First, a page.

Details of all our roses are available on our web site. Over 1000 varieties to choose from. (click below)

www.countrygardenroses.co.uk

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Jun 23 • 2012 • BestClimbersDamasksGallicasGardeningPergolaRamblersRose GardenRose GardensShrubs

ROSE NEWS FROM AROUND THE WORLD

UK

 

THE BEST ROSE GARDENS

Castle Howard

The following Rose Gardens have been chosen by the Mail On Line Gardening as the Best In Britain.  

Well worth a visit. MOTTISFONT ABBEY, HAMPSHIRE

Two large walled gardens filled with historic roses like gallicas and damasks, beautifully combined with perennials (above). Open daily, 10am-5pm (10am-8pm Fridays and Saturdays, until 30 June), entry £8.10 (free to National Trust members). www.nationaltrust.org.uk

CASTLE HOWARD, YORK

Forever associated with Brideshead Revisited, Castle Howard also has a glorious garden with many old-fashioned roses and an outstanding collection of more than 2,000 modern varieties, set within a lovely walled garden. Open daily, 10am-5.30pm, entry £8.50. www.castlehoward.co.uk

MALLENY GARDEN, EDINBURGH

Delightful three-acre walled garden with a national collection of 19th-century shrub roses, beautifully laid out. Open daily, 10am-5pm, entry £3.50 (free to NT members). www.nts.org.uk

SUDELEY CASTLE, WINCHCOMBE, GLOUCESTERSHIRE

Flanked by yews, this garden, on the site of a Tudor parterre, has over 70 varieties of roses and offers magnificent views of the Cotswolds countryside. Open daily, 10.30am-5pm, entry £5. www.sudeleycastle.co.uk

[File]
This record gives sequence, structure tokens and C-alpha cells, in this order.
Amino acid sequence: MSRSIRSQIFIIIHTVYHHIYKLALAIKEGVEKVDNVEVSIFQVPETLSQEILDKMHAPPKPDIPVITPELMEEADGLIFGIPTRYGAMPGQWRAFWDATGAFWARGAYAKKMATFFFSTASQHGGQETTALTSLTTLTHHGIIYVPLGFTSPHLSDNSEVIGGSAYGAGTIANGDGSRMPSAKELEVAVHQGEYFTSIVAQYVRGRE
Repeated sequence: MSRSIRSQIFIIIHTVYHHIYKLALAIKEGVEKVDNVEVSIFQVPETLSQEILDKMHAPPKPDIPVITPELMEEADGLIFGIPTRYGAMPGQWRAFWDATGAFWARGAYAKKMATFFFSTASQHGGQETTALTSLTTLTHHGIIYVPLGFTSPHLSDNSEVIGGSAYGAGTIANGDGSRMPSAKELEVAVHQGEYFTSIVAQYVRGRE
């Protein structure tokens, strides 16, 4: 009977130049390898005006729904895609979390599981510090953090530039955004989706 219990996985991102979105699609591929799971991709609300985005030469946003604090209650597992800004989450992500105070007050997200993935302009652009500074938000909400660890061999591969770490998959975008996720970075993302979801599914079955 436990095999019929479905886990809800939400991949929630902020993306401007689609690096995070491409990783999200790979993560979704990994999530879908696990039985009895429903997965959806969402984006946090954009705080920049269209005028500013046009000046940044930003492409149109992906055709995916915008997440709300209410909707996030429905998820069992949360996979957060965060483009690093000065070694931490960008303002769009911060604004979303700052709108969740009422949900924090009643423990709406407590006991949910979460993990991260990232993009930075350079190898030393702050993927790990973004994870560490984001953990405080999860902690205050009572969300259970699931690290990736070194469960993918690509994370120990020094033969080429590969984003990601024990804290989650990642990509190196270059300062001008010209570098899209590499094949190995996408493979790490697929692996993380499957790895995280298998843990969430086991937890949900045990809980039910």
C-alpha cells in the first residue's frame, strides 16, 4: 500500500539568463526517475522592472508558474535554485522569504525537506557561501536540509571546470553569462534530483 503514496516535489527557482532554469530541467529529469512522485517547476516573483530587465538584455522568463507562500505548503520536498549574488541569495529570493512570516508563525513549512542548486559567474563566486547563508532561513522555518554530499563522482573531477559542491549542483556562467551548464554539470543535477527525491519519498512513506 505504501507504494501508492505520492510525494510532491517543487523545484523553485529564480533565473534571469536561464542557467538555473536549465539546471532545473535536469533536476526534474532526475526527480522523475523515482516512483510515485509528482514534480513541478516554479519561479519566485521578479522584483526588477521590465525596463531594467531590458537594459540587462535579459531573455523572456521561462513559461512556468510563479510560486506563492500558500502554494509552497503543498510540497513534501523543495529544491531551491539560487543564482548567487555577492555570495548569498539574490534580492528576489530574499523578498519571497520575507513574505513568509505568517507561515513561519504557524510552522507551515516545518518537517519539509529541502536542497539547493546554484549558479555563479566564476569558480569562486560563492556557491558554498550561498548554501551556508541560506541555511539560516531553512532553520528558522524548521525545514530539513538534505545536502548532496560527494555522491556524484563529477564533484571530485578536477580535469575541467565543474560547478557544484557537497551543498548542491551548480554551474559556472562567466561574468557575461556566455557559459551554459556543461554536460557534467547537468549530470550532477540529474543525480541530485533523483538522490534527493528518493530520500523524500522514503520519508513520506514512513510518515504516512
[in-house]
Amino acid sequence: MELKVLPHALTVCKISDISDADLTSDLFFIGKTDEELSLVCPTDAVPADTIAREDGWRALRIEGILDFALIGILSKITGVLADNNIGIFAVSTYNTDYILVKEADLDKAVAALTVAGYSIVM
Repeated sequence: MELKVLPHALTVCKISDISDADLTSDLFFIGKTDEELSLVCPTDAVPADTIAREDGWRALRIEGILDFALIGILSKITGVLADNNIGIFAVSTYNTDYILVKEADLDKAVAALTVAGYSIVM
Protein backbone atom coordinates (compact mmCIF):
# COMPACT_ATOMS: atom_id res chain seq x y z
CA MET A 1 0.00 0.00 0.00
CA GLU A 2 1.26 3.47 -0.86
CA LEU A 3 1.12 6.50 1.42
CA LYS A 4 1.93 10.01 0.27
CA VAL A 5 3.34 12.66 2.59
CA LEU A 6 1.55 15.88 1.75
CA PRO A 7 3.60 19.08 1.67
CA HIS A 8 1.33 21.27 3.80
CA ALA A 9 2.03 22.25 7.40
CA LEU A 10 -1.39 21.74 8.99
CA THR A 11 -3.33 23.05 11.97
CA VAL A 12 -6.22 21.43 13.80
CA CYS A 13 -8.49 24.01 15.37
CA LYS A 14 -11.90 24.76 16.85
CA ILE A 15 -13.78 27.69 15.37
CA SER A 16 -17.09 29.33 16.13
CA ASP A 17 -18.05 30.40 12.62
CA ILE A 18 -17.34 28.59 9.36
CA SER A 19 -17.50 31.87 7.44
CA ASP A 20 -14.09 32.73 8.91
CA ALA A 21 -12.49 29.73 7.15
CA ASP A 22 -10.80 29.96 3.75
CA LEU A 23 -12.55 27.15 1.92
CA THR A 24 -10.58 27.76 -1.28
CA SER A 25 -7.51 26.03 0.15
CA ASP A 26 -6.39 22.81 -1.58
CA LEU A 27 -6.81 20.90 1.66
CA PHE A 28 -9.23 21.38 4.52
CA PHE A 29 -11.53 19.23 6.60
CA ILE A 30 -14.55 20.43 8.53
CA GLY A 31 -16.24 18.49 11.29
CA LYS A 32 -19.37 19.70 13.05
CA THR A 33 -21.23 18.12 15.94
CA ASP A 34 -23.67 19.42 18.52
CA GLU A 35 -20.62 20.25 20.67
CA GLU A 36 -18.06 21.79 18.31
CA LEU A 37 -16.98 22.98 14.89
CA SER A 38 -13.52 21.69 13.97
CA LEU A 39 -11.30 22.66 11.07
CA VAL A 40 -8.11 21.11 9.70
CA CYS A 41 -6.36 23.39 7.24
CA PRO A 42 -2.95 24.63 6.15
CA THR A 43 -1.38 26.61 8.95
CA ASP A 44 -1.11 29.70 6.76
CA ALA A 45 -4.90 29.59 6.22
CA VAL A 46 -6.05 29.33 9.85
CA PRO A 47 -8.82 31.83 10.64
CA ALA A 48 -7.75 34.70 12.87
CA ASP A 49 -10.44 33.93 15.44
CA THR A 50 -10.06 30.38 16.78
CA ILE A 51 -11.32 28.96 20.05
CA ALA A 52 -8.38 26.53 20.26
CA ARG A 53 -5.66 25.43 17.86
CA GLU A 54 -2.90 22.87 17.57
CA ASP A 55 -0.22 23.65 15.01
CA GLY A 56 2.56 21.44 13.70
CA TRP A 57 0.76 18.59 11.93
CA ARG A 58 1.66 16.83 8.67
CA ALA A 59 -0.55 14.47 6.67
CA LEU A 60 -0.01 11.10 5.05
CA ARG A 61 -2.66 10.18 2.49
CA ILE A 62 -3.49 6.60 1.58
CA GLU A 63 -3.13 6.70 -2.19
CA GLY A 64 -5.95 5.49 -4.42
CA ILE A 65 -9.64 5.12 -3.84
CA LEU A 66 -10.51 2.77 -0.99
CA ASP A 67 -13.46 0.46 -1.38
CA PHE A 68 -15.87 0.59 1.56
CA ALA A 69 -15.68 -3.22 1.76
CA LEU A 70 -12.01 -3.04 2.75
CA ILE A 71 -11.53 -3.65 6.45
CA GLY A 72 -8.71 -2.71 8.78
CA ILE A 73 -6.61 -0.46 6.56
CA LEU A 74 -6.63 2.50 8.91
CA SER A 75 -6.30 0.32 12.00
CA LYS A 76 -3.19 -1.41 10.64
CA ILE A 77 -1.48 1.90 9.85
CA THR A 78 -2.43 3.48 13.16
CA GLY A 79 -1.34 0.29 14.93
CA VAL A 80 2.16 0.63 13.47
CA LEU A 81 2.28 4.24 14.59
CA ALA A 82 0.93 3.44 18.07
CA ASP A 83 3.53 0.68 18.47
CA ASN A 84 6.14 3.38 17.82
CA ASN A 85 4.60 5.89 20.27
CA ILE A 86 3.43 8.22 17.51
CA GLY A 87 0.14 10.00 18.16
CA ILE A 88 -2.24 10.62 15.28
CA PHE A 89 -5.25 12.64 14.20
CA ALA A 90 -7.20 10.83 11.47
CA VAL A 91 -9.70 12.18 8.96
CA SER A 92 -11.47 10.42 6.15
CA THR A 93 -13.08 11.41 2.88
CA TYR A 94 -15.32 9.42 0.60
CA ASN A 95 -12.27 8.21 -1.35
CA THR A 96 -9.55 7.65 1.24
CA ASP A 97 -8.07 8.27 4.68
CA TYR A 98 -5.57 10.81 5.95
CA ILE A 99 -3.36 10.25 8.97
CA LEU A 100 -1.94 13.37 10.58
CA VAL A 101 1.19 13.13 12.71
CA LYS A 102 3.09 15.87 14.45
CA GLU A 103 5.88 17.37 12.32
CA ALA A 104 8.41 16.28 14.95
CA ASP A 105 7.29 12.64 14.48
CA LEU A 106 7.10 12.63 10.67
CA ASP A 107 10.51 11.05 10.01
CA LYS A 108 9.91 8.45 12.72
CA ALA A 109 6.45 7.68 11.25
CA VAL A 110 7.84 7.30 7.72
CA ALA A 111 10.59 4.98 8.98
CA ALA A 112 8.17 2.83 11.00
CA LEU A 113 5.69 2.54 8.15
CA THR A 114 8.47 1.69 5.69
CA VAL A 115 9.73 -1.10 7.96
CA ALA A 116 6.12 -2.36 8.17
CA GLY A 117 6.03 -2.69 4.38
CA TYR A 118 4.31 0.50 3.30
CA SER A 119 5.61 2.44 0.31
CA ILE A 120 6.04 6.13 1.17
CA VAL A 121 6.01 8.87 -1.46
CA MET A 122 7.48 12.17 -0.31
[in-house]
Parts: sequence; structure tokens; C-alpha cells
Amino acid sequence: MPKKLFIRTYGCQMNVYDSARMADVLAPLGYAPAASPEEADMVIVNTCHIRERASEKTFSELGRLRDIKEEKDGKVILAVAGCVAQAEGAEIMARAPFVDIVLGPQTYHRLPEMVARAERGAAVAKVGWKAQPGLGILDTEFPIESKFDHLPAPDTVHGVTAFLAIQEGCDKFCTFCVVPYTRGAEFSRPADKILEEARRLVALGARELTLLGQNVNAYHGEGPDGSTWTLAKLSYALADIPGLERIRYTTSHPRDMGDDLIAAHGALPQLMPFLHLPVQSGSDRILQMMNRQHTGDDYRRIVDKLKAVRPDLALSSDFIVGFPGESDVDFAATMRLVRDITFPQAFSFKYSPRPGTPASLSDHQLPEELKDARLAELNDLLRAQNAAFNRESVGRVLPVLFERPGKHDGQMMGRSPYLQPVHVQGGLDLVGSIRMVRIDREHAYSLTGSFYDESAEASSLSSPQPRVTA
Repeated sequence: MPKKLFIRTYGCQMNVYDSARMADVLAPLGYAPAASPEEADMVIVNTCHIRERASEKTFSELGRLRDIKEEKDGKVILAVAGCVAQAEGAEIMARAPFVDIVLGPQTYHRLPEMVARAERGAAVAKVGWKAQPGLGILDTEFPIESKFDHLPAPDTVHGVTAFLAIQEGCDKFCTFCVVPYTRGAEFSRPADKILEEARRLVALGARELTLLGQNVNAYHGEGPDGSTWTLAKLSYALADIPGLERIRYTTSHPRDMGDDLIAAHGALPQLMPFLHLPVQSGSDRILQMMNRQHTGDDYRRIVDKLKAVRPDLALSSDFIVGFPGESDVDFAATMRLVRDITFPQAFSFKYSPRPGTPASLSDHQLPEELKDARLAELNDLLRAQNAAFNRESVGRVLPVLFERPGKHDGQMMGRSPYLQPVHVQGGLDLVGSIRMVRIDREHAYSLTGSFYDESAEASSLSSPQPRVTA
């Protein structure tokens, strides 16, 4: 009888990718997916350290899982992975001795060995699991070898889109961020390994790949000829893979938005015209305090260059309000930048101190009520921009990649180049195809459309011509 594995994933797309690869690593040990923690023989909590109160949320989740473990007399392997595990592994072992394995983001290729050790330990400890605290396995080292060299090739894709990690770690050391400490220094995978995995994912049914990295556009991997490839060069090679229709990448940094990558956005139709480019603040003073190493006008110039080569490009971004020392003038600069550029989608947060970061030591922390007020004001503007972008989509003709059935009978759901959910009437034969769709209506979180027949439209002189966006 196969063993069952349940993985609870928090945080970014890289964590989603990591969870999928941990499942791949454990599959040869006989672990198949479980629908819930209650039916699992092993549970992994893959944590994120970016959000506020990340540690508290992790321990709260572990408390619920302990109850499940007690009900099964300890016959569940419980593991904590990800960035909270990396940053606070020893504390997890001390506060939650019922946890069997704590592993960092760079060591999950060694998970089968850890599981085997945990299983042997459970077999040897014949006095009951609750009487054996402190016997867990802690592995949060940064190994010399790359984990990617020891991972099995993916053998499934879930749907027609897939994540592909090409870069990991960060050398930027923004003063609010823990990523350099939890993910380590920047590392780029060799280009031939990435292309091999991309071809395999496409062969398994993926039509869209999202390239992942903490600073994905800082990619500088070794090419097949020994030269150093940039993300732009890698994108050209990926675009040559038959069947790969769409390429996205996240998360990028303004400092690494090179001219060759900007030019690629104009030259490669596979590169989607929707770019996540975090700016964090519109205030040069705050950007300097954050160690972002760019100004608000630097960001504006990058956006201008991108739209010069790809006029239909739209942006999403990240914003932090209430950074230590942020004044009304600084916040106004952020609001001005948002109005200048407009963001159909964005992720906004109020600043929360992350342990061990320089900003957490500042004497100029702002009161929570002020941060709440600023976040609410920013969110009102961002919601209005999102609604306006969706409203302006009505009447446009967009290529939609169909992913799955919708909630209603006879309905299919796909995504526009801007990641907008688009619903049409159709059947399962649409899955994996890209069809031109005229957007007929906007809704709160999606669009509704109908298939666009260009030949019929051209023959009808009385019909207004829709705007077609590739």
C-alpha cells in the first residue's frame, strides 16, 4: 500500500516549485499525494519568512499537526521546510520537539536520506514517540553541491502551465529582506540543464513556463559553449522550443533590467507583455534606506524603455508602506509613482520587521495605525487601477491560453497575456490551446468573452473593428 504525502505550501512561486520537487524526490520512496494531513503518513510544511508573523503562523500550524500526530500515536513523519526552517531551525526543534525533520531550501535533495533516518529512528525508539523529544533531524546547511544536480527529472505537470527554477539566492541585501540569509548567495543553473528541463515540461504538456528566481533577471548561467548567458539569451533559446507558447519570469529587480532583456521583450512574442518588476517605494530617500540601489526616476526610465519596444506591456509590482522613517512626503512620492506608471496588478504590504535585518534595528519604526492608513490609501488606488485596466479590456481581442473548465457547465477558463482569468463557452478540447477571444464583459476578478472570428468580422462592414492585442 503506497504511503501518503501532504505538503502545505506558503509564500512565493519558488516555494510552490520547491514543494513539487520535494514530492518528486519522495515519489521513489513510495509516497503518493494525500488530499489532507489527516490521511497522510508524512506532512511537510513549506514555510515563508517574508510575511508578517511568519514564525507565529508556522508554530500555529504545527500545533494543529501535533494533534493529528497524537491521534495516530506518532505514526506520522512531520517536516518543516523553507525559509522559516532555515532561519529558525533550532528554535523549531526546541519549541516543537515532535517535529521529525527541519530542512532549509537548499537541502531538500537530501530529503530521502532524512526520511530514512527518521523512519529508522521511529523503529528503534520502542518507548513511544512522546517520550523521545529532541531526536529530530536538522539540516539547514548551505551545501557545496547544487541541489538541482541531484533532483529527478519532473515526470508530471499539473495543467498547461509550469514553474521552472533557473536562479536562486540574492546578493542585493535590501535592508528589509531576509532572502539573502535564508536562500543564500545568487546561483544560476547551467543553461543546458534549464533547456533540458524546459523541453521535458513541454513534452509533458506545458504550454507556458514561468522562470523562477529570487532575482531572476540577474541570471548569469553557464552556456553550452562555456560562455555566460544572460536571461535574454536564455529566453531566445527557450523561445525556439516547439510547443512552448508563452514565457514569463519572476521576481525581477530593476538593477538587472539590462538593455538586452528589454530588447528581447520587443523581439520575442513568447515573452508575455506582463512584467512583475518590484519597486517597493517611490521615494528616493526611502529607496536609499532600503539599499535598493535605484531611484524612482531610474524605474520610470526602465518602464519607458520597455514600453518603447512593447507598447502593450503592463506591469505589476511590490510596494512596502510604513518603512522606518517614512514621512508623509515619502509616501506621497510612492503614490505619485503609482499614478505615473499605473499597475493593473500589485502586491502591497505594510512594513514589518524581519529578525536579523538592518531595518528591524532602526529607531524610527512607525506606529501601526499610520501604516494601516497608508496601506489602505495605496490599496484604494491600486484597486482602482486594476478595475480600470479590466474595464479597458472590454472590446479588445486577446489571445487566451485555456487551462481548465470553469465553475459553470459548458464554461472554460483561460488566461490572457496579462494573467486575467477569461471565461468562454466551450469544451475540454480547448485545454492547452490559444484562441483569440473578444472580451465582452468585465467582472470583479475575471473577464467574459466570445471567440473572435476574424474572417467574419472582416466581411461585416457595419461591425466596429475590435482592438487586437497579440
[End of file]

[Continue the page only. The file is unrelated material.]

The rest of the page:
THE ALNWICK GARDEN, ALNWICK, NORTHUMBERLAND

An impressive garden with pergolas, arbours and beds filled with shrubs and climbers, including 3,000 David Austin roses. Open daily, 10am-6pm, entry £12 (valid for a year). www.alnwick garden.com

QUEEN MARY’S ROSE GARDEN, REGENT’S PARK, LONDON

Named after the Queen’s grandmother, this garden is packed with climbers, ramblers and shrub roses. There are also fountains, a rock garden and herbaceous borders, making it a great place for a picnic on a warm summer’s day. Open dawn to dusk, entry free. www.royalparks.gov.uk

DRUM CASTLE, DRUMOAK, ABERDEENSHIRE

Planted in 1991, this walled garden is divided into four quadrants, representing roses from the past four centuries, and boasts 400 varieties. Open daily, 11am-5pm, entry £9.50 (free to NT members). www.nts.org.uk

COUGHTON COURT, ALCESTER, WARWICKSHIRE

The Rose Labyrinth has over 200 varieties and is particularly strong on historic roses such as albas and noisettes. Open Wednesday-Sunday (and Tuesdays in July and August), 11am-5pm, entry £5.90 (£2.50 to NT members). www.coughtoncourt.co.uk

Details of all our roses are available on our web site. Over 1000 varieties to choose from.

www.countrygardenroses.co.uk

READ MORE >